You’ve already got what it takes to learn bass

“The notes will come, but if you’ve got the feel, you’re halfway there”

By Jon Liebman
January 6, 2023

Now that you’ve decided to learn bass, you might be wondering just how technically advanced you need to be in order to lay down a good bass groove.

The short answer is: Not as much as you think. Naturally, you’ve got to have some basic proficiency on the instrument, but knowing how to apply that proficiency is more important, and that’s where your focus should be.

What if I told you you’ve already got what it takes to play the bass – even if you’ve never played it before?  

Maybe you’re a late starter. Maybe you’re dealing with arthritis, tendonitis, or joint pain. You might even be recovering from surgery or other things that are increasingly common to those of us over 50.

Good news for you

You don’t need to be 24 and built like a Greek god to learn bass. Playing bass doesn’t require brute strength. In fact, even a super simple bass line, which doesn’t require any undue stress on your muscles and bones, can make an enormous impact on the music, not to mention providing enormous joy and satisfaction.

You know what kind of music you love, don’t you? Well, you don’t have to be James Jamerson to play Motown tunes. You don’t have to be Geddy Lee to play a Rush song. You just need the right feel. 

And you’ve already got that!

“Find the feel”

A couple weeks ago, I was talking with Jeff Pilson (Dokken, Foreigner…) for this week’s FBPO interview. I told Jeff about the staggering number of “old rockers” flocking to my site to learn bass and I asked him what advice he had for those people.

“Find the feel,” he said. “You don’t have to be this ‘chops guy’ to enjoy it. You can love it just for the groove.”

I want you to read those two sentences again. It’s important you understand that whether or not you have superhuman chops, playing bass is about grooving and making the music feel good.

“And that’s me,” says Jeff. “I love to just groove.”

Simple is best

Now you’re probably thinking, “That sounds great. But isn’t that oversimplifying things?”

Well, yes and no. It’s simplifying things, but it’s not oversimplifying them. And that’s the point. It’s amazing what you can accomplish when you keep things simple. You just need to get started.

“My suggestion,” says Jeff, “is pick up your favorite records, your favorite stuff – is it Motown? Is it R&B? Is it blues? – whatever it is, and just play along. Even if you don’t have every note exactly right, find the feel.”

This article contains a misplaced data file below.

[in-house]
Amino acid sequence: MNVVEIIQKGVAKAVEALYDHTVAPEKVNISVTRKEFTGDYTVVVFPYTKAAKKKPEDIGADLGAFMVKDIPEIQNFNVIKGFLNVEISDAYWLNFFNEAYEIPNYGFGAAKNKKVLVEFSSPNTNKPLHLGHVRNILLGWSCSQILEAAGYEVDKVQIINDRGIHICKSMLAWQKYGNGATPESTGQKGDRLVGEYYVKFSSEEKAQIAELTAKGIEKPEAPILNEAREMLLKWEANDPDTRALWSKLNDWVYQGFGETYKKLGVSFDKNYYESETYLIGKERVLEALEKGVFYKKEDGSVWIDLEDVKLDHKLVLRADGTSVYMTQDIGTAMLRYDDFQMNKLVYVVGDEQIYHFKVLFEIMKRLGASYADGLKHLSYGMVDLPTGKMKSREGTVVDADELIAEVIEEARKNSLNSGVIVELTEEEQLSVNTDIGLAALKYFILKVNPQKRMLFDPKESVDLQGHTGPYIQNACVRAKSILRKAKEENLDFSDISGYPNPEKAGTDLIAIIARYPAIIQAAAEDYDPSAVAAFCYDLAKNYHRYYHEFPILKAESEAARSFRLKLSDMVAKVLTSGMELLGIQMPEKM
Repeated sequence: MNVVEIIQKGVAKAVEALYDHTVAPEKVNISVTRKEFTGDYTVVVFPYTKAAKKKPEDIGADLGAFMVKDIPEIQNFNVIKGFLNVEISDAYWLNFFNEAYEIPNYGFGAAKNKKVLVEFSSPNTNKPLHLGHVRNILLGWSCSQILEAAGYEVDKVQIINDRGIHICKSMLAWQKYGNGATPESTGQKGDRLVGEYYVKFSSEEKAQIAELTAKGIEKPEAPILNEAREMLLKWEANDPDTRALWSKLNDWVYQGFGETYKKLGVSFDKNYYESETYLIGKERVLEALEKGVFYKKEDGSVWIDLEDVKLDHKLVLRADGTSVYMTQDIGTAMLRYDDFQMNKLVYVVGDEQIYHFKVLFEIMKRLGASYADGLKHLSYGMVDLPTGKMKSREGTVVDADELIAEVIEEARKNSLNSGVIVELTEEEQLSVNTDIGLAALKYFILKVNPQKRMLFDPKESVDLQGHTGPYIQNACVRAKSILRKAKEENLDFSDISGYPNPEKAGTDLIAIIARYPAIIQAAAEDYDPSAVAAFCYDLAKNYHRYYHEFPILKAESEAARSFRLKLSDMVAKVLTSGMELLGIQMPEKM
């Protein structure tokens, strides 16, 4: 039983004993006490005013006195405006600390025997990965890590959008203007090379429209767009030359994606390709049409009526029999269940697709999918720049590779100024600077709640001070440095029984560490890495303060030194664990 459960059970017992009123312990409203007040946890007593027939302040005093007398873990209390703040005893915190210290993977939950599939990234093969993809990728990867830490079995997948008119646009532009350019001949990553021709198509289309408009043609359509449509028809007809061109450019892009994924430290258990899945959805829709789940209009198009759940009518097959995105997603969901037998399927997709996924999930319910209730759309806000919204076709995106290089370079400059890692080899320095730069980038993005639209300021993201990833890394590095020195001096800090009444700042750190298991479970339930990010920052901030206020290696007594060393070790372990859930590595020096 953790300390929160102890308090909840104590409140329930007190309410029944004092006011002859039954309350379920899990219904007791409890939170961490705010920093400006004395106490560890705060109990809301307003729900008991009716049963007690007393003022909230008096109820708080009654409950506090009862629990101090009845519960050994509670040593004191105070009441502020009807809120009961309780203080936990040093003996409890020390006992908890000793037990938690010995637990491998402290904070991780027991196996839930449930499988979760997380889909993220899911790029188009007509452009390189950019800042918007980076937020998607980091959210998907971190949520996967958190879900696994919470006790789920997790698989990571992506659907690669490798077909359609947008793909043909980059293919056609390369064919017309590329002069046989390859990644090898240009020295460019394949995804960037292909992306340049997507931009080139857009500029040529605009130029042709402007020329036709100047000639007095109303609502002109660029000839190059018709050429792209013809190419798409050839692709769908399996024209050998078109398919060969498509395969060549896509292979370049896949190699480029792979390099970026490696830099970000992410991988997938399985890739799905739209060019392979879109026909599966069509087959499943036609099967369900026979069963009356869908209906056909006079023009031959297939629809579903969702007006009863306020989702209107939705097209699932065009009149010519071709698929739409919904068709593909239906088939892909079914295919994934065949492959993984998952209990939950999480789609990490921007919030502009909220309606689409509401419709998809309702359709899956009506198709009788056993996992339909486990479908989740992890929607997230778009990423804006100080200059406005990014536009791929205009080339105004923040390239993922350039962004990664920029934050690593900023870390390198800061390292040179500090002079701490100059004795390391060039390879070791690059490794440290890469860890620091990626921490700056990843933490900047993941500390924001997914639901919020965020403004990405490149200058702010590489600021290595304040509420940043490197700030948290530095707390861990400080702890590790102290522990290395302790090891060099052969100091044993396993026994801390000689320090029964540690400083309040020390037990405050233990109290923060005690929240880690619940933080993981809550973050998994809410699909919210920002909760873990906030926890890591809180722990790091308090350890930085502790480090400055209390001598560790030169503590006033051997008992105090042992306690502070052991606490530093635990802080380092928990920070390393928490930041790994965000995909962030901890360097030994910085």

Find the feel. What a great way of putting it. That’s why we play bass – because it feels good!

“There’s always a pulse to music,” says Jeff. “Bass, and the pulse of the music, are intrinsically linked, so find the pulse.”

Here’s the best way to start

Here are three things you can do right now to put Jeff’s advice into action:

1.   Find the key of the song you want to play;

2.   Figure out the first note of each bar, which is almost always the root of the chord;

3.   See if you can add just one or two notes between those roots in order to capture the “essence” of the groove.

“Just play along,” says Jeff, “even if you don’t have all the notes right. Feeling it is so much more important than anything else.”

Watch your grooving improve

As you build your bass technique in an organized manner, you’ll gradually be able to add more of what you feel into your grooves. Always remember that chops building is a means to an end, and not the end itself. What’s really important is the song, so be sure to get into the feel of the song.

“Get into the zone,” Jeff says. “Feel hypnotically charged by the music. Then work on the notes.”

Building bass technique and feeling the music go hand in hand. Once you’ve got your priorities in line, you can apply what you practiced to the music. 

“The notes will come,” says Jeff, “but if you’ve got the feel, you’re halfway there.”

What about you?

Have you ever felt like you’re doing all the “right” things when it comes to learning bass technique but you’re not sure why you’re doing those things or how you’re supposed to apply “all those notes” into making music? Leave a comment below and share your story. 

For more thoughts on the subject, you can watch my complete interview with Jeff here.

Comments on You’ve already got what it takes to learn bass

  1. Grayden Provis says:

    “ … chops building is a means to an end, and not the end itself”

    I think this is where the whole thing goes sideways. What I don’t understand is why blazing solo chops on six string basses is revered at all when it’s all been done before …. on guitar. We should be revering Duck Dunn, Carol Kaye, Lee Sklar etc. Those guys are the real heroes.

    1. Jon Liebman says:

      So true, Grayden. Thanks!

  2. Ted White says:

    Better technique gives me more ways to express feelings.

    1. Jon Liebman says:

      Great to hear that, Ted! Thanks for the comment.

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